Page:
Military bases no longer accept driver’s licenses from 5 states
U.S. military installations are no longer accepting Washington state, Minnesota, Illinois, New Mexico and Missouri driver’s licenses or state ID cards alone as proof of identity to obtain a base visitor’s pass.
These forms of ID are no longer accepted because they don’t comply with the 2005 REAL ID Act. Compliant licenses must have specific security features that prevent tampering, counterfeiting or duplication. Licenses also must present data in a common, machine-readable format.
Accepted forms of ID for getting a base visitor’s pass include a U.S. passport, any official ID card from any of the compliant states, Native American tribal documents, and any Defense Department or Federal ID card. VA identification cards, however, are not accepted.
According to the Department of Defense, “DoD policy allows commanders to waive the DoD access control requirements for special situations, circumstances, or emergencies. Therefore, installations may authorize other alternatives to facilitate installation access, such as for a graduation ceremony guest list, etc.”
Contact your local base with questions or for information about possible exceptions.
Free assistance for job-seeking military transitioners
Here’s a new year’s resolution for those transitioning out of the military in 2016. Before you start searching for work, decide what you really want from your new civilian job and career. Then focus your time and efforts accordingly.
Need some help finding that focus? USBA’s free white paper, “Determining Your Next Career Move,” helps you pinpoint what matters most to you by answering 6 simple questions. Sign up now to download it for free.
This fast-reading white paper and others are available at the USBA Military Jobs Center. Free registration gives you unlimited access to the entire library. Get help with everything from writing your resume and preparing for interviews to figuring out civilian salaries and evaluating job offers. Two of the most popular topics are “What Are You Worth in Today’s Civilian Market?” and “Basic Interview Training: Dos and Don’ts.” And there are many more. Register now and you’ll be notified as new white papers become available throughout 2016.
Also check out our USBA partner, Orion International. Orion is the nation’s largest military placement agency assisting transitioners in finding jobs in the civilian workforce. Orion offers career placement services—free of charge—to Enlisted Technicians, Noncommissioned Officers, Junior Military Officers, and Combat Arms Personnel from all branches of military service.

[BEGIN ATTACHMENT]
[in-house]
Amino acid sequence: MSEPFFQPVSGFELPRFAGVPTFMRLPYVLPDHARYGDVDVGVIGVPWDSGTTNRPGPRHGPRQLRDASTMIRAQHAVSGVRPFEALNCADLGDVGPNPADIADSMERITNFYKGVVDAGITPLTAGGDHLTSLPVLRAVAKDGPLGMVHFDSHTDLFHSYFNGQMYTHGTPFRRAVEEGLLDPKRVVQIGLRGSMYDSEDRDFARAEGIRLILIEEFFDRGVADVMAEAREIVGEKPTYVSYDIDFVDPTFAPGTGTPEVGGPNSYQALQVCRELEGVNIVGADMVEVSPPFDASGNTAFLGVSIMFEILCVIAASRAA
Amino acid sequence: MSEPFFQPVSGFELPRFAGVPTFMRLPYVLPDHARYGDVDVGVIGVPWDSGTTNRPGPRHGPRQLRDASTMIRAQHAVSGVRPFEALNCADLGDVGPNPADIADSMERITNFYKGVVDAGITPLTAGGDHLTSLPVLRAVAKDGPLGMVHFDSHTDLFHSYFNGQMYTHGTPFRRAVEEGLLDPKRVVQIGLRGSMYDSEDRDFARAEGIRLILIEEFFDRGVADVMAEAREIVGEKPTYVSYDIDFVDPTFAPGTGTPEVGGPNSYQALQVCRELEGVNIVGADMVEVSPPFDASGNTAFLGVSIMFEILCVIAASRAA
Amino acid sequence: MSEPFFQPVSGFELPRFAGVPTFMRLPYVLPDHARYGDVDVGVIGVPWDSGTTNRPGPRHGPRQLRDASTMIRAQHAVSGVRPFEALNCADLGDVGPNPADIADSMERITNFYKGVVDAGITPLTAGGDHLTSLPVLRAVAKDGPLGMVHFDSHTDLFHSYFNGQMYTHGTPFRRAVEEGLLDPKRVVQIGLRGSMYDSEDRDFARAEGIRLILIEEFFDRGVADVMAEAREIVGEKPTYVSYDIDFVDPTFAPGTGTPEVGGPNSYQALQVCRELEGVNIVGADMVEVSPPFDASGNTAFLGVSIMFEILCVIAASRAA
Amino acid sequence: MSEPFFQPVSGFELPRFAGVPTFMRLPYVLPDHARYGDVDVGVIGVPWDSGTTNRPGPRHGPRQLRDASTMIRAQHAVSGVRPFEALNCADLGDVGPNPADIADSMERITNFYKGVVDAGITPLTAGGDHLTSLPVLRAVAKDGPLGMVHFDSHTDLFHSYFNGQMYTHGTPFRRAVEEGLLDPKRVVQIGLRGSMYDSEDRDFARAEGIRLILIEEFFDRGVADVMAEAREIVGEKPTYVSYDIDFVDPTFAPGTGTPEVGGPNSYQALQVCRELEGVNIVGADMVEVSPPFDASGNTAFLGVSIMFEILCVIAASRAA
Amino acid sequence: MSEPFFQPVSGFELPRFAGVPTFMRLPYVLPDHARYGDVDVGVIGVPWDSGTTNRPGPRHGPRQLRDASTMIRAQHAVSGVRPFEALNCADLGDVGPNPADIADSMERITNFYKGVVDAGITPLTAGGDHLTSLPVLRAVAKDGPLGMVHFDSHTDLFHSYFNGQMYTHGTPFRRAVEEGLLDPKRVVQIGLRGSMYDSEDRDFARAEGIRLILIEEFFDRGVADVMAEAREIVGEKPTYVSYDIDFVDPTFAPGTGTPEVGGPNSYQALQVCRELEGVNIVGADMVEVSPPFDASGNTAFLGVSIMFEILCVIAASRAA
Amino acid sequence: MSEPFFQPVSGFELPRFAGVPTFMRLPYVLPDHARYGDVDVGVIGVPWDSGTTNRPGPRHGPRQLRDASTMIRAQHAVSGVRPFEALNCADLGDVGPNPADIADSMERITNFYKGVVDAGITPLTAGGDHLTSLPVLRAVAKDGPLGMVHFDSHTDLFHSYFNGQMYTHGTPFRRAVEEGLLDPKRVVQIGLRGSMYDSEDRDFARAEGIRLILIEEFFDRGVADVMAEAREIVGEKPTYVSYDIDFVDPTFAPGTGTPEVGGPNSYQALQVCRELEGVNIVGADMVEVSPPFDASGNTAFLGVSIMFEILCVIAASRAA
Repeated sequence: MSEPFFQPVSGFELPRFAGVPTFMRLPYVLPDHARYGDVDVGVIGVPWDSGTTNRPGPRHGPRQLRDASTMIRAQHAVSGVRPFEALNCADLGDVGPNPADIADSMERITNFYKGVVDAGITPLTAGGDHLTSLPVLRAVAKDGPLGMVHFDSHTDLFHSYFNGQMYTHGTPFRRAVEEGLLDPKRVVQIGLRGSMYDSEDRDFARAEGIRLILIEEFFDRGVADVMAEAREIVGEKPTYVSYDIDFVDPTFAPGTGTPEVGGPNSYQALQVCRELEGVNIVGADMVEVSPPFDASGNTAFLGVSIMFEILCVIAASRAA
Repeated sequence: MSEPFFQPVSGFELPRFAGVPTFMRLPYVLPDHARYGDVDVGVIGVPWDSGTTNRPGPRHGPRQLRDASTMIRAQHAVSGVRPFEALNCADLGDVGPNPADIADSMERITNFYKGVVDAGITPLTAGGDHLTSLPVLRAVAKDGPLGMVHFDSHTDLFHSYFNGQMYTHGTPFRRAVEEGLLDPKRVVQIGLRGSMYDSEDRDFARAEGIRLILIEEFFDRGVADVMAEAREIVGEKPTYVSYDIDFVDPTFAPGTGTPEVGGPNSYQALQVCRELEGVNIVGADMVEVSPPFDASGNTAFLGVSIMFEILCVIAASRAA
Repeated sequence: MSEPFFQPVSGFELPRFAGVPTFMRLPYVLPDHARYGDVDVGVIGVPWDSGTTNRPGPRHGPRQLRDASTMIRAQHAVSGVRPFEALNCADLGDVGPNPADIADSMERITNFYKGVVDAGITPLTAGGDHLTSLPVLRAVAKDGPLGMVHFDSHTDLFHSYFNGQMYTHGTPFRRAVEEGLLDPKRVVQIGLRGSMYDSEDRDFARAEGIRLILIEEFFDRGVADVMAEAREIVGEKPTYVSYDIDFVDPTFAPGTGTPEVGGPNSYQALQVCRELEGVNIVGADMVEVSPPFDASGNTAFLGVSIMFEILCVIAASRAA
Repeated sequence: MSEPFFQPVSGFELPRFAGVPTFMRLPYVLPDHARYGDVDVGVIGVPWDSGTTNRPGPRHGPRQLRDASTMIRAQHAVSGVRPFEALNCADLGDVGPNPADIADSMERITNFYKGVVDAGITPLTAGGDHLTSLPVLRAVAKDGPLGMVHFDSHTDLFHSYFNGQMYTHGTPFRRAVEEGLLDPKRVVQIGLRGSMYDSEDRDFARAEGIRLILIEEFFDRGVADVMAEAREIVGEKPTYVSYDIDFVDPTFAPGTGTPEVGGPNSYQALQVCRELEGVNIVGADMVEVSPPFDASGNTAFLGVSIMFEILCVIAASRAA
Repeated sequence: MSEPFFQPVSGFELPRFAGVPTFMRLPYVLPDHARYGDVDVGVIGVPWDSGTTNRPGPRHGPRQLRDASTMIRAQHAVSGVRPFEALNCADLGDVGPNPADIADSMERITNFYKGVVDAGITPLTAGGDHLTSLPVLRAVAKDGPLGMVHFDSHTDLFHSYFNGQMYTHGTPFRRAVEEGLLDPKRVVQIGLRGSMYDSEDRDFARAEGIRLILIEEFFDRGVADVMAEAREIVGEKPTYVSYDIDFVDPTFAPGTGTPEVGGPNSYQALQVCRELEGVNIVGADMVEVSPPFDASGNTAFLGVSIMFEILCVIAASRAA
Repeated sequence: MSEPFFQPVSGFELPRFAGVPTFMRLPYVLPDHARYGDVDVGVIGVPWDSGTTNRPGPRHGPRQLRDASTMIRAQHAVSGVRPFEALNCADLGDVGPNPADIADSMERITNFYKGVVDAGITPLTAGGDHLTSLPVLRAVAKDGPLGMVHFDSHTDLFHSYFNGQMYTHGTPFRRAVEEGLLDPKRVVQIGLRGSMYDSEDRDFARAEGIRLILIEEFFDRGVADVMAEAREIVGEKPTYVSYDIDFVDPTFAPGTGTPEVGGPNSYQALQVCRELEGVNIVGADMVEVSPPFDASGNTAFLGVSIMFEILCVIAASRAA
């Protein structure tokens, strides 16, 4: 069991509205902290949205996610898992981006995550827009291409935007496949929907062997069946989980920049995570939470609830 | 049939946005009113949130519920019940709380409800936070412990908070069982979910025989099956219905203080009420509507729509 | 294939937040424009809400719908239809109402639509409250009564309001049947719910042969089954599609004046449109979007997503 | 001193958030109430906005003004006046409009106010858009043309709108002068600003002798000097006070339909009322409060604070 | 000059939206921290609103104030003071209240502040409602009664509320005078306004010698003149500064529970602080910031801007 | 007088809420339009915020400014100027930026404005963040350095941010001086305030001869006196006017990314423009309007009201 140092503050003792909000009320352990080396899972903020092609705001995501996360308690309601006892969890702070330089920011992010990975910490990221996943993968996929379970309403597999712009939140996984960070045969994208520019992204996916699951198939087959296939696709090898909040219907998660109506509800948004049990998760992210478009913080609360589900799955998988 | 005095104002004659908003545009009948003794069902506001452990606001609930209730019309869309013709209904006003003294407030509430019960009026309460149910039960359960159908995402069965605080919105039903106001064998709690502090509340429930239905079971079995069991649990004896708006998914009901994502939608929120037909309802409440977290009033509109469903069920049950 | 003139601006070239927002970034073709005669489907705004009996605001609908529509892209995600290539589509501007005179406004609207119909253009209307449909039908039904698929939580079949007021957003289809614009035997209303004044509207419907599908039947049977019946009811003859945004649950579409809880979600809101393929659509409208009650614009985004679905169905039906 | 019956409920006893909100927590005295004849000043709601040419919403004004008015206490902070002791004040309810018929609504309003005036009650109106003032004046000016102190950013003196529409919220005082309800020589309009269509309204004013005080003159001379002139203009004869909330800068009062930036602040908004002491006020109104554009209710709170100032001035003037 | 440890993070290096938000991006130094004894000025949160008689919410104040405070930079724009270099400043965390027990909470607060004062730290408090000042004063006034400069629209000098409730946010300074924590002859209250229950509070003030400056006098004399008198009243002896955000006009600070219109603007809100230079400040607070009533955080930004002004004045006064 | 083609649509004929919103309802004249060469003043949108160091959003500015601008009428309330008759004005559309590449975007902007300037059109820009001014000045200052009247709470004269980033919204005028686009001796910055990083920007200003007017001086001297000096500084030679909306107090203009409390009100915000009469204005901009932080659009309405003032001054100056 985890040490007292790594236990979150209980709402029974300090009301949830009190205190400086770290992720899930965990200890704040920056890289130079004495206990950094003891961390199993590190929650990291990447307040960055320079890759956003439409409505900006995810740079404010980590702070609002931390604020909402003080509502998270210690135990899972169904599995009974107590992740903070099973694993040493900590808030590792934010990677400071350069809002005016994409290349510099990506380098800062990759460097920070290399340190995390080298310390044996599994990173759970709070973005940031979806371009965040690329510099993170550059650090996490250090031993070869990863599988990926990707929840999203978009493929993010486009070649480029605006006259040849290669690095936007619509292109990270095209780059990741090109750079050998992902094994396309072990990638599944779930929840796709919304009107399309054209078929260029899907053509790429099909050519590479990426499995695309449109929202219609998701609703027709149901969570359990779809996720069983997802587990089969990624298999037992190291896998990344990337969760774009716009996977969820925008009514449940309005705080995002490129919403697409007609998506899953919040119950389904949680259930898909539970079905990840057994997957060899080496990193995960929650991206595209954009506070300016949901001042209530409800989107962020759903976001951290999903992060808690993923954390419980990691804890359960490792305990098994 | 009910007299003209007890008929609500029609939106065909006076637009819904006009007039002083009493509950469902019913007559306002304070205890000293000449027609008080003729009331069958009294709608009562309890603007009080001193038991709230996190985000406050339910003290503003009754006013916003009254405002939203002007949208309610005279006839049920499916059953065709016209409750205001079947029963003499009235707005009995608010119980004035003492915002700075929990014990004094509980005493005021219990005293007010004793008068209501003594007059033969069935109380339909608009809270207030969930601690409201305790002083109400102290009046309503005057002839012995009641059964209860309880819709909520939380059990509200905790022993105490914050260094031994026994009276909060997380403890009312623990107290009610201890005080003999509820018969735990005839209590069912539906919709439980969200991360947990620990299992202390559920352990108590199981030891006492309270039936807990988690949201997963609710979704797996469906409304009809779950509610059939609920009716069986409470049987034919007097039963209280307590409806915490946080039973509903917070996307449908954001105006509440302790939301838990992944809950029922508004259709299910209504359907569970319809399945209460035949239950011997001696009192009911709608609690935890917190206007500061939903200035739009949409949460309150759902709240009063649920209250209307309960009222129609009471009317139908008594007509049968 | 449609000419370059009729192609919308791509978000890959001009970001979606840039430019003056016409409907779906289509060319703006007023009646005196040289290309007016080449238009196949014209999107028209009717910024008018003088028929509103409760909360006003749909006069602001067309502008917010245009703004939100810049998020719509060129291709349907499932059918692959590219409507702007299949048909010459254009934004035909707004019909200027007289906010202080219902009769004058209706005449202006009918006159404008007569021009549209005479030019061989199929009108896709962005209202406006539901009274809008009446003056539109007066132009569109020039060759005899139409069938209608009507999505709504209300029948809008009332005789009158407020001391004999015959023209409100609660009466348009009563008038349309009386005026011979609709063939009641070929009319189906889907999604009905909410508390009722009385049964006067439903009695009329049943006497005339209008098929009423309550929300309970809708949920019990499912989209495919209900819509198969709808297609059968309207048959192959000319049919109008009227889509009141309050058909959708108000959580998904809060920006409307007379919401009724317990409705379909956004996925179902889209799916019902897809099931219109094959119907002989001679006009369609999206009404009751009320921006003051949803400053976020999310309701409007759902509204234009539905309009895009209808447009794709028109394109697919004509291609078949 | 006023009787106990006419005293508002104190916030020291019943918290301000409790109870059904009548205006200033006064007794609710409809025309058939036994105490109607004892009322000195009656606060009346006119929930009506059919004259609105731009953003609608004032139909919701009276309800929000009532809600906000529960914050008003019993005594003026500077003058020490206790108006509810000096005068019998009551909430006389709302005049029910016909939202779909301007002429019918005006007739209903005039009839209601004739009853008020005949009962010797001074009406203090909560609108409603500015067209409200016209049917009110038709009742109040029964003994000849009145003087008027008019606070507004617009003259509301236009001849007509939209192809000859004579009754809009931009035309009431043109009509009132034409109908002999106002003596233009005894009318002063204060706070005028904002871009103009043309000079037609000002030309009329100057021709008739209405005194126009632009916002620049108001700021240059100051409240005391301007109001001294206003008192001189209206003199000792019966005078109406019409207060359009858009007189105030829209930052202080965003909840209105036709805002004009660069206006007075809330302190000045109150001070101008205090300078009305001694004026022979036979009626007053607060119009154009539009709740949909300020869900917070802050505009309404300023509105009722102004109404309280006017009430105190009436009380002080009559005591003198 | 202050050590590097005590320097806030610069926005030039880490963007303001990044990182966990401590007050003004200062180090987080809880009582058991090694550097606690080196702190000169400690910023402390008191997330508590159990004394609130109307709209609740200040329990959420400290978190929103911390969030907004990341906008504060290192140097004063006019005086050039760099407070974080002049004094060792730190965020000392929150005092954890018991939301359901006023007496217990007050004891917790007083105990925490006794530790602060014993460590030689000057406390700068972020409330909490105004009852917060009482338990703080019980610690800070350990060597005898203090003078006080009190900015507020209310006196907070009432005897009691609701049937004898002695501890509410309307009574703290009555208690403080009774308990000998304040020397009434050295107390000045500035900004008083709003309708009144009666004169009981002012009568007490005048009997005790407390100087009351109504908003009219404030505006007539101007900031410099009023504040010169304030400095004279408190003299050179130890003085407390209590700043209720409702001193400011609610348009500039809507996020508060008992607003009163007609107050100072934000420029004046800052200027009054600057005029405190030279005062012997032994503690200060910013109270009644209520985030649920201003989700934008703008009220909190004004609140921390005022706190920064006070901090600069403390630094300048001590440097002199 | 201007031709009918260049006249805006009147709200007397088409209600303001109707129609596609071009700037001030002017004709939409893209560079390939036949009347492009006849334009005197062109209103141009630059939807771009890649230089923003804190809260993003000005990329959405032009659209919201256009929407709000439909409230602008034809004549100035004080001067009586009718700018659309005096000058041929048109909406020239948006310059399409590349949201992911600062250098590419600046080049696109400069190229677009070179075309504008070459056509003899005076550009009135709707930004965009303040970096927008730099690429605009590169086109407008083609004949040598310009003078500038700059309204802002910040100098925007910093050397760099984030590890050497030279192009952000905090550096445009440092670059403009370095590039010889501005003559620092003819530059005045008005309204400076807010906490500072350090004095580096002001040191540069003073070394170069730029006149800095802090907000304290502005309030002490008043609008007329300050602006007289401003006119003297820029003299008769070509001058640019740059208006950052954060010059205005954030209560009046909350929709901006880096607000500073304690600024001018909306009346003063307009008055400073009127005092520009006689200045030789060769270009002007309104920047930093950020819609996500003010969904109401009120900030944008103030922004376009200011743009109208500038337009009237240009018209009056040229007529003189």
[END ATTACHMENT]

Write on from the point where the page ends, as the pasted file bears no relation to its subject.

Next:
Use military discounts to save on lift tickets, lodging and more
Planning a ski vacation this winter? With some of the best snow skiing in the world right here in the U.S., military families can enjoy great skiing for less in places like Colorado, California, Utah, Vermont and more.
Use these military discounts to save on lift tickets, mountain lodging, ski lessons, clothing and equipment. Many are available to both active duty and retired military members. Some resorts—like Northern Vermont’s Jay Peak Resort—may even offer free skiing to military families.
Hit the Ski Slopes with Military Discounts from Military.com
First Tracks. Online Ski Discounts
Also visit your Navy, Marine Corps, Army or Air Force Exchange to see if discounts are available. You never know what you’ll find and they may have price matching.
Need a rental car, van or SUV as you head to the mountains? Use this USBA Member Special Offer from Hertz to save money on a rental. Reserve your vehicle online to save.
Keep your life insurance beneficiary current
Whether your life insurance is provided by USBA, SGLI, VGLI or another insurer, it’s important to review your beneficiary periodically to make sure your beneficiary information is current.
Your life insurance beneficiary is the person you designate to receive your insurance proceeds in the event of your death. It’s very important to make sure your beneficiary information is always up to date. This will make it easier for your family to file a claim and promptly receive benefit payment when needed.
It’s recommended you review your beneficiary information at least once a year to make sure everything is correct. Those with SGLI do this annually during their birthday month. Even if you have the same beneficiary, he or she may have moved. An annual review assures you capture any changes. And since work often slows down around the holidays, now may be a good time to do it.
Life events such as deployment, marriage, divorce, or the birth of a child may also trigger a review of your beneficiary information. Doing this now could save your family additional stress later at an already difficult time.